“I always wanted to be part of the entertainment industry”, Thabethe says.

“Whether I had free time or during my lunch break, I would go and audition. Slowly I built up my portfolio. Testament to the importance of having a standard of excellence, no matter the task at hand, I was approached by Connie Ferguson of Ferguson Films for Season 1 of Rockville who had seen the many small snippets of roles I had managed to rack up during all those lunch breaks.”

In unpacking the brand-building career process she’s had to go through for the Ayanda Thabethe brand, Thabethe says, “One of my favourite quotes is that it takes a long time to become an overnight success.” These words, once uttered by Amazon founder and billionaire Jeff Bezos are a great reminder of the fact that any industry, especially one such as the tv industry takes years of commitment and hard work and in the case of a true evolution, is compounded by the years of hard work others whom have come before us have put in to ensure that doors eventually open a lot easier at the mention of a solidly built brand name. A true evolutionary process, such as the one Thabethe is experiencing, reminds us of the idea that we are the result of 4 billion years of evolutionary success and at the very least, we should act like it.

That evolutionary success and the direct impact it has had on Thabethe’s life, has led to her making peace with the many cliché’s of the industry that have not been part of her narrative as she says, “I got into the industry quite late but it happened how it was supposed to happen….I’m from a small town in KZN and have beat many odds to build a name for myself. The challenges and cliché’s are what I love because I thrive in an environment where I have to prove the naysayers wrong. It’s unfortunate that it’s something that I should have to do. When I tell people that I have two degrees and worked in the medical field – they’re always surprised. However, that has made me who I am.”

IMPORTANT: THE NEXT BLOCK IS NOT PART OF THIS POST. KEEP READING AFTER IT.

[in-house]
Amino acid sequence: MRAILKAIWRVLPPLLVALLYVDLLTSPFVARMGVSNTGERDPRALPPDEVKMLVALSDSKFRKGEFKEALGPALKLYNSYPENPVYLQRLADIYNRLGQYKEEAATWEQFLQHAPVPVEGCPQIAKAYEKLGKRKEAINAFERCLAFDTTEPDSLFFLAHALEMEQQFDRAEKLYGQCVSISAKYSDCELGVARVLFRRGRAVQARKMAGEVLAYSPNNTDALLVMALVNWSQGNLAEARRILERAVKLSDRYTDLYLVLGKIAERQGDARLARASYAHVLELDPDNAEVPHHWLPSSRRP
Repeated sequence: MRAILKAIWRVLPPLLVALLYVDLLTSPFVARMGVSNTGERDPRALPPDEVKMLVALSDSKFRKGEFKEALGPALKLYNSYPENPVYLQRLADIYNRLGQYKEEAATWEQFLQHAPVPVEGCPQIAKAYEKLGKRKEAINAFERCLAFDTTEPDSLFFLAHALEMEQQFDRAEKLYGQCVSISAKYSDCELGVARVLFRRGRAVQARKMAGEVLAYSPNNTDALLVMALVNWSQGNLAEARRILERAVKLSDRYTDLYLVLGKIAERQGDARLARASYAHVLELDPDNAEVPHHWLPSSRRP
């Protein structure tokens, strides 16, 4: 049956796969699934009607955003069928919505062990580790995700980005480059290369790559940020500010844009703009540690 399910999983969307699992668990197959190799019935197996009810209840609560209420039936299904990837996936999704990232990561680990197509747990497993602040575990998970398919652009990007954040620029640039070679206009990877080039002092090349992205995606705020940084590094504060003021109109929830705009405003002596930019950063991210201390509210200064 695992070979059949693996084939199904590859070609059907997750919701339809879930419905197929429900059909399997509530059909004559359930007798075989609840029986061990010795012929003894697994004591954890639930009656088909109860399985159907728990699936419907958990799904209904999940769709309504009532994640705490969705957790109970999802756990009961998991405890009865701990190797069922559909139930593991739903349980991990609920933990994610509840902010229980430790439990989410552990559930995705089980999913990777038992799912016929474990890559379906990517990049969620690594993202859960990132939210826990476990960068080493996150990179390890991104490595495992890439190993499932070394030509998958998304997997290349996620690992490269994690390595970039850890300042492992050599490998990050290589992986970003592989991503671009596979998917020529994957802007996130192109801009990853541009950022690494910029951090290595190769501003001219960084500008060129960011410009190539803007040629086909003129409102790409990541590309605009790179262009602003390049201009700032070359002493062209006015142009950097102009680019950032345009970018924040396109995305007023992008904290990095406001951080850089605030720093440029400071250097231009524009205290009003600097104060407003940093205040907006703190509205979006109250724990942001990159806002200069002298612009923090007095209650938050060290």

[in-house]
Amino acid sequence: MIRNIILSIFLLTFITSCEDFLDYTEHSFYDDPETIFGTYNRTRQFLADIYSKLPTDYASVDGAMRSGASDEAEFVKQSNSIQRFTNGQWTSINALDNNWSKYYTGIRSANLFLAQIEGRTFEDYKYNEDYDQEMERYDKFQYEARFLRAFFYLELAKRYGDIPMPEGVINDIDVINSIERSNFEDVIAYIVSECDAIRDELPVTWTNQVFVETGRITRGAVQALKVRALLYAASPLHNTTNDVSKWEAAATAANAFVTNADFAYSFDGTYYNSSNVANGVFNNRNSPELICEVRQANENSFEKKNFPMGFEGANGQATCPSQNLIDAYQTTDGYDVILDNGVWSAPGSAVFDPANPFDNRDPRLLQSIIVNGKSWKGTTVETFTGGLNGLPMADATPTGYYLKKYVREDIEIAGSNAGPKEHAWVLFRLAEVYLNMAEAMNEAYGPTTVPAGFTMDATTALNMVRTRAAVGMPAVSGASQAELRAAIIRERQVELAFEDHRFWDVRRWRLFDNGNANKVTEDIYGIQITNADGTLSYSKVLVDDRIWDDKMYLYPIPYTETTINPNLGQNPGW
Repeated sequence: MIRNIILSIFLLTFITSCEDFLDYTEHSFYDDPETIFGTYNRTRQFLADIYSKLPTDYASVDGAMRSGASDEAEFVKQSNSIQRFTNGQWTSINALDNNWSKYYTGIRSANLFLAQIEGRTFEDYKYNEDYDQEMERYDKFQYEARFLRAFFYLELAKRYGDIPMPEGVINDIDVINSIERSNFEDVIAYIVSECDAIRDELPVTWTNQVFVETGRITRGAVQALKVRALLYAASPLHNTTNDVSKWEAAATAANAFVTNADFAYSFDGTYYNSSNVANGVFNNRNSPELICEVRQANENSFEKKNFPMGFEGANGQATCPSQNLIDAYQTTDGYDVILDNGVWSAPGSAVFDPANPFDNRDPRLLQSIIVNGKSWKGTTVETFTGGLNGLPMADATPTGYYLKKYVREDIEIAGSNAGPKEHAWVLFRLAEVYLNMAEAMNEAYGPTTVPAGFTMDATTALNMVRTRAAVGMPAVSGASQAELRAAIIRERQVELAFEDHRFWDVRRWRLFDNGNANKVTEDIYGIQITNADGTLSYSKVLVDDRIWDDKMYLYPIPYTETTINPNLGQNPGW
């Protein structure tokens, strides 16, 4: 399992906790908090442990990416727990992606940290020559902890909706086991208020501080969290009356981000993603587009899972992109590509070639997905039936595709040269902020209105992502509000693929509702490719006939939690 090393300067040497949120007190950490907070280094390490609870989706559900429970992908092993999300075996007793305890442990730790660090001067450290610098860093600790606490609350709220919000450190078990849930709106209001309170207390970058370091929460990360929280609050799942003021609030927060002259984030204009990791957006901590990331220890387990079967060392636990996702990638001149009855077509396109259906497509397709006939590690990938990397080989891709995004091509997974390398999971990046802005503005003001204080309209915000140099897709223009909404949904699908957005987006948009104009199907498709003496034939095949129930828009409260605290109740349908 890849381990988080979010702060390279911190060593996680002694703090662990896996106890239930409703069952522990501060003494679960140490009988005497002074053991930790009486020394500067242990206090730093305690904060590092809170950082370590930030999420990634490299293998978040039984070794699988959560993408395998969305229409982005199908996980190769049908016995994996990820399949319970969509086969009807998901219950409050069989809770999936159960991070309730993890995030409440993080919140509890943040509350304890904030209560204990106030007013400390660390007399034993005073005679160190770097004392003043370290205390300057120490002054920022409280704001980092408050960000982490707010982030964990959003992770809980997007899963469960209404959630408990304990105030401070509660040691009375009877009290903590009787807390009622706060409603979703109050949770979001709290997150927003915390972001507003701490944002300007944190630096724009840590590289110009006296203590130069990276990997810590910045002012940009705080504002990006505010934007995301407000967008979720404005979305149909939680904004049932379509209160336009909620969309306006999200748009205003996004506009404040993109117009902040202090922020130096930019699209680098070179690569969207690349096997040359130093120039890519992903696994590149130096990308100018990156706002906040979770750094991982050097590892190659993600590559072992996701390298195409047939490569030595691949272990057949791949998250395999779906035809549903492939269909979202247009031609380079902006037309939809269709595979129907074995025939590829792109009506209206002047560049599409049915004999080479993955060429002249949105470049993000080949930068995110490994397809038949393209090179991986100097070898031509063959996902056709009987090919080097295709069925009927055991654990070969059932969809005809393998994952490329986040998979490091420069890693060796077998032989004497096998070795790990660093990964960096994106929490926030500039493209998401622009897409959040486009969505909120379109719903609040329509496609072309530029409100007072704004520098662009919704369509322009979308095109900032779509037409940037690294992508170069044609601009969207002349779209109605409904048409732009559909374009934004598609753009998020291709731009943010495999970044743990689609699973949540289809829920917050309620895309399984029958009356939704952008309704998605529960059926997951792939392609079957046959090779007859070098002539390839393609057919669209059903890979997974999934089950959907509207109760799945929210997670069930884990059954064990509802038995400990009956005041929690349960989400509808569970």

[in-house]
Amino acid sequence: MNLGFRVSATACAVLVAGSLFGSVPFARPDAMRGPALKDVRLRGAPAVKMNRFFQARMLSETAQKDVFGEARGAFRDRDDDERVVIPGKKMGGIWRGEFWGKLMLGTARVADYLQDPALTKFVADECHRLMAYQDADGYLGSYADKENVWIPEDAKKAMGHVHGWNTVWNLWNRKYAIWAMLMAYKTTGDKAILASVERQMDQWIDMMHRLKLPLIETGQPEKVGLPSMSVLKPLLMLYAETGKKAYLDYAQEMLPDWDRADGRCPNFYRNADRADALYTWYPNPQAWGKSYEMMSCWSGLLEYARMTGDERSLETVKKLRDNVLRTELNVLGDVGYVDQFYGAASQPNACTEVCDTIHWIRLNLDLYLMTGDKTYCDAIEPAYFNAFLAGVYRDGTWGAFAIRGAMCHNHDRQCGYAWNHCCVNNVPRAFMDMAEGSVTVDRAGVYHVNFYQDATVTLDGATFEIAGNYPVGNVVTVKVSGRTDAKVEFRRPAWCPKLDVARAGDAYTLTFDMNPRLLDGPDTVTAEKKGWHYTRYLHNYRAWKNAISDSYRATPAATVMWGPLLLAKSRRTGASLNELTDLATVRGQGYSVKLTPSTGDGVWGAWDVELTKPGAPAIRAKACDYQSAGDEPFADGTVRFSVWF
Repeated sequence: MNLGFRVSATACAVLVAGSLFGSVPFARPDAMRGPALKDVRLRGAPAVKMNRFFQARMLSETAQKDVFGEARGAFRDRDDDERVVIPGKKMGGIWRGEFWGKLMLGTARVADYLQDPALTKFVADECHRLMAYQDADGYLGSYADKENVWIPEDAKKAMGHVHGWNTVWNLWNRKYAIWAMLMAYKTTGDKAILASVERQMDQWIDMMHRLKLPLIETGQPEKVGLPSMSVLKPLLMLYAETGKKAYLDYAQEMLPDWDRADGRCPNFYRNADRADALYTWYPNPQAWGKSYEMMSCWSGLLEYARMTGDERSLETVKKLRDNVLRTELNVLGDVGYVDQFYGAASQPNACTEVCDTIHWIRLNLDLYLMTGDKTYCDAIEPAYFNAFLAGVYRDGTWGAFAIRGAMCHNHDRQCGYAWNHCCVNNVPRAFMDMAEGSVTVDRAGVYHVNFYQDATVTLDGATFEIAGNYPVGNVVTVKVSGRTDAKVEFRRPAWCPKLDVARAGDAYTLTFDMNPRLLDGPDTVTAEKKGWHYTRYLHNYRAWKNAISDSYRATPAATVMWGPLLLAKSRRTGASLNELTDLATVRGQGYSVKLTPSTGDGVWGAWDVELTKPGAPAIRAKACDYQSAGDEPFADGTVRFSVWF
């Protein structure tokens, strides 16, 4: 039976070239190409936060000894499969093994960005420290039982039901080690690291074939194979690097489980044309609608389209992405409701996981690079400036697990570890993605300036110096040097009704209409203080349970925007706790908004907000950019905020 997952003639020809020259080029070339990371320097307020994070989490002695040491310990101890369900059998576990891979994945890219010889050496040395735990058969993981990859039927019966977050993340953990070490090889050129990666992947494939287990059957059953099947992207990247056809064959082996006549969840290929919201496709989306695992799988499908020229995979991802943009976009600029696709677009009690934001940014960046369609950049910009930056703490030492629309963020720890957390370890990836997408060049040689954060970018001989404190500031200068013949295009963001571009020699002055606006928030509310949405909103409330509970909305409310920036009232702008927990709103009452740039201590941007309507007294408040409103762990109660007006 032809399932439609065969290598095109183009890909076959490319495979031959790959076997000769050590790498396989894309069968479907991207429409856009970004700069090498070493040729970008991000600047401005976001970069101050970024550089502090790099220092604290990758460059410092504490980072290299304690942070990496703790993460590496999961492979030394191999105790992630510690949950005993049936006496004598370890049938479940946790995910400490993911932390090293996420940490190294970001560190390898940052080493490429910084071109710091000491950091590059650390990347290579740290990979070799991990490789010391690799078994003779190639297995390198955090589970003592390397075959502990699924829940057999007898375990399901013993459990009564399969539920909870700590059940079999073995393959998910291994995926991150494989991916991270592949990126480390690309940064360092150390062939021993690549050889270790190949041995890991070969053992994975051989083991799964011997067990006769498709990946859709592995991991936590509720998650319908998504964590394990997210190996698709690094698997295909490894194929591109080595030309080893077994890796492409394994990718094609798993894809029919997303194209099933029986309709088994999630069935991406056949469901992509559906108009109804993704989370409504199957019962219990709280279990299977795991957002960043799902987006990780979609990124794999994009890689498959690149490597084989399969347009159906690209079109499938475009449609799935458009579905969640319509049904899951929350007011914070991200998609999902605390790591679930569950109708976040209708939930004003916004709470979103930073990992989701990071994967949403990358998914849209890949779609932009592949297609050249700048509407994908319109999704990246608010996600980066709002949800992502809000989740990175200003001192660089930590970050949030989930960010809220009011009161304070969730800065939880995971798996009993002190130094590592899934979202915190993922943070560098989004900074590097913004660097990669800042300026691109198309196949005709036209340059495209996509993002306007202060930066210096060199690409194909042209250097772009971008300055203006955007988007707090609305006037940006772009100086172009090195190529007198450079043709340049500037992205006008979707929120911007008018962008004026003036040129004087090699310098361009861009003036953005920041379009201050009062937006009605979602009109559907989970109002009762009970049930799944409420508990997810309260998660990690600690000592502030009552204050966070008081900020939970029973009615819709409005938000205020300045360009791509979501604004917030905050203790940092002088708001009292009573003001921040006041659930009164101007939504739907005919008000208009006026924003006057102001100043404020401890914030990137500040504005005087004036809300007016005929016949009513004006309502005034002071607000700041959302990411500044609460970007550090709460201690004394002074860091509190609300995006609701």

Thabethe has managed to preserve and steadily have her career evolve through a deliberate decision to build and protect her reputation. Thabethe shared how with her thoughts, “ I have preserved my reputation through my set of principles and goals. It’s important to have an end-goal in mind and to be surrounded by good people who want the best of you. This will always bring you back to your centre and that which matters the most.”

True to the saying that evolution is inevitable and growth is optional, it’s evident that Thabethe chooses to grow through this evolutionary process of hers. She’s quite decided in the route in which she intends to grow as she says, “The next chapter of my life is all about ownership. I want to transcend from being the face to being the owner. I want to be a greater version of myself – a woman with impeccable value in terms of the spaces that I own.”

Ayanda, whose name means “they are increasing”, is indeed increasingly defining success for herself by coming full circle into this phase of her career as the tv industry’s beauty brand centric figurehead. Today, her face and body are the beauty and fashion brand prime real estate. To claim knowledge of true evolution is to also claim the quest for more.Thabethe closes our conversation in a way that further showcases her current head-space that’s future-proof and growth-driven when she says, “My life now is as much an end as it in a beginning. Many of the things I have wanted are things that I have achieved. I feel like I am in a phase of evolution.”

It was naturalist, geologist and biologist Charles Darwin who once said that “Evolution is written on the wings of butterflies”. Judging by the evolutionary success of her career to-date, it is no wonder that Thabethe is in full butterfly mode on the verge of flying a brand manufactured by her company, quite high.

Credits:
Editor-In-Chief: @foreveronke
Video Direction: @keso112
Video Direction & Editor: @creative_senzo
DOP: @ryan_uys
Cam Ops: @stichxsmb
Cam Ops: @sirndoux
Sound: @neonat8
Photographer: @jefflovesphotography
Assisted By: @evryday_matters
Make-Up: @bk_makeupartist
Hair: @iambomzi
Fashion Director: @karinorzol
Wardrobe: @viviers.studio in collaboration with @marlenehettie; @biji_la_maison
Graphics: @edsonmanusi

Paintings: AQUA by Heather Gourlay Conyngham